Seller retained for Ritz-Carlton

Lehman Brothers Holdings has hired Jones Lang LaSalle’s Hotels & Hospitality Group to sell The Ritz-Carlton, Kapalua, according to a news release from Jones Lang LaSalle on Wednesday.

Bloomberg is reporting that Lehman, which held a $260 million loan on the resort, has been intending to sell assets to help pay creditors when the timing was right.

The 54-acre luxury resort has 297 hotel rooms and 107 condominium units – of which 73 are unsold and developer-owned – meeting spaces, a spa, and six food and beverage outlets, Jones Lang LaSalle said.

“The Ritz-Carlton, Kapalua, resort is a strategic and value-add acquisition opportunity that we expect will attract investor interest from around the world,” said John Strauss, managing director of Jones Lang LaSalle’s Hotels & Hospitality Group. “A new ownership group has the ability to capitalize on the strength of the Maui lodging market and significant compression from Oahu to drive outsized rate and occupancy growth in the near- to medium-term.”

The sale price is expected to be more than $200 million, Reuters reported, citing an unnamed source.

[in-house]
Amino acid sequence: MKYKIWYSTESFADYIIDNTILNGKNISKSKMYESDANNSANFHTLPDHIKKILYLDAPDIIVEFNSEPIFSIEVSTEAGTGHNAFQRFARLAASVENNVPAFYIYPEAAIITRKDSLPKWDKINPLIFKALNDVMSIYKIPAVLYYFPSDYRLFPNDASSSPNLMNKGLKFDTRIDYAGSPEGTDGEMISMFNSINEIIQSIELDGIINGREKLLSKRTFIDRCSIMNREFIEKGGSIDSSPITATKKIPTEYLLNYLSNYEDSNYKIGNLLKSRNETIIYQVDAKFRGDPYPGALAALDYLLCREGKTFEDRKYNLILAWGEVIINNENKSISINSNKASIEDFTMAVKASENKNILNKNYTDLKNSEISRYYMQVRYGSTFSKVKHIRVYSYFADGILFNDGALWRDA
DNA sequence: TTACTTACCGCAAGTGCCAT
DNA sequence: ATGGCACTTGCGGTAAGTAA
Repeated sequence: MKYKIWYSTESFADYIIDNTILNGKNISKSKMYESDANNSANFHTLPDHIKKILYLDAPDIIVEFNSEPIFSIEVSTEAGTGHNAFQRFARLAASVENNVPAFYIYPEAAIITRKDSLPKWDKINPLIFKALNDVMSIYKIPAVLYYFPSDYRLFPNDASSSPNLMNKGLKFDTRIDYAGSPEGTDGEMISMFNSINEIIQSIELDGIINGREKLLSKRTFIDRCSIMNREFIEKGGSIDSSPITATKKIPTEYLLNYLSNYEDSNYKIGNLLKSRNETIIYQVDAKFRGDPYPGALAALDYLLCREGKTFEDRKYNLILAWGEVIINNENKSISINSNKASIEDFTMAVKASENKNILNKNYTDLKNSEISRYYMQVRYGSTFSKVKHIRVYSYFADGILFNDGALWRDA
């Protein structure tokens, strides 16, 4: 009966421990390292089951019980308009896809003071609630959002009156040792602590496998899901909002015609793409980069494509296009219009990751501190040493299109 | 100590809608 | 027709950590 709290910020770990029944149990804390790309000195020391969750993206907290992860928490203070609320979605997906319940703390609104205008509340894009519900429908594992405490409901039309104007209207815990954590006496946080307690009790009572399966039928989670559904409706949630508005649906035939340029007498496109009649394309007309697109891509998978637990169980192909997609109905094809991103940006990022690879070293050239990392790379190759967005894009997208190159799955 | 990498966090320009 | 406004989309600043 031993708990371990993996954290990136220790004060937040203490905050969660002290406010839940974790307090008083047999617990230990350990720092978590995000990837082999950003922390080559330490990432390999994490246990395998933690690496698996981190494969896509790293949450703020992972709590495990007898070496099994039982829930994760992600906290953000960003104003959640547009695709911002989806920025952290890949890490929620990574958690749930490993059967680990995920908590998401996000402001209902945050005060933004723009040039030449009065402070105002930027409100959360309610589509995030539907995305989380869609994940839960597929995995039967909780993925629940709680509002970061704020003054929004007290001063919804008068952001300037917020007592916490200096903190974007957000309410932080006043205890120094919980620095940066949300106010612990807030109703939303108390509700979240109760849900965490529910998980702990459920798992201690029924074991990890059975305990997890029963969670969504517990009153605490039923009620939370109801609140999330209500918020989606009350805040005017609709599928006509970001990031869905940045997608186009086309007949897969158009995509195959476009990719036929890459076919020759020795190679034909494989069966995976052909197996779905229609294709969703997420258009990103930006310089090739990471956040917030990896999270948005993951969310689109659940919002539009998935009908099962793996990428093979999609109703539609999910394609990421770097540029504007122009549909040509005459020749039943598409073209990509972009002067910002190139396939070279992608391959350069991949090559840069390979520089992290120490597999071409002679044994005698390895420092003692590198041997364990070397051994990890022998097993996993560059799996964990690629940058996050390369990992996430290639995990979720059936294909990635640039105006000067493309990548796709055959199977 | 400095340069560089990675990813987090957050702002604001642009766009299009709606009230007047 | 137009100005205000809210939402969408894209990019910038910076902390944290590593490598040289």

Jones Lang LaSalle’s Hotels & Hospitality Group said that it handles real estate services for luxury, upscale, select service and budget hotels; time-share and fractional ownership properties; convention centers; mixed-use developments and other hospitality properties.

With revenue of $3.6 billion in 2011, Jones Lang LaSalle said it serves clients in 70 countries from more than 1,000 locations worldwide. Among its current listings are Hyatt Fisherman’s Wharf in San Francisco and the Club Med La Plantation D’albion in Mauritius.

The Ritz-Carlton, Kapalua, was built in 1991 by Maui Land & Pineapple Co. and was sold to a joint venture, including Goldman Sachs Group and Gencom Group in 2006. The hotel closed for part of 2007 for major renovations that included turning some of its rooms into condominiums.

The hotel reopened about the time of the beginning of the Great Recession and the stock market collapse, and Gencom defaulted on its loan to Lehman. With back interest, the debt reached $300 million. The lenders foreclosed in March 2011 with about $268 million owed.

In July 2011, Lehman, bidding with debt it held against Gencom, obtained ownership of the resort with a $95 million bid.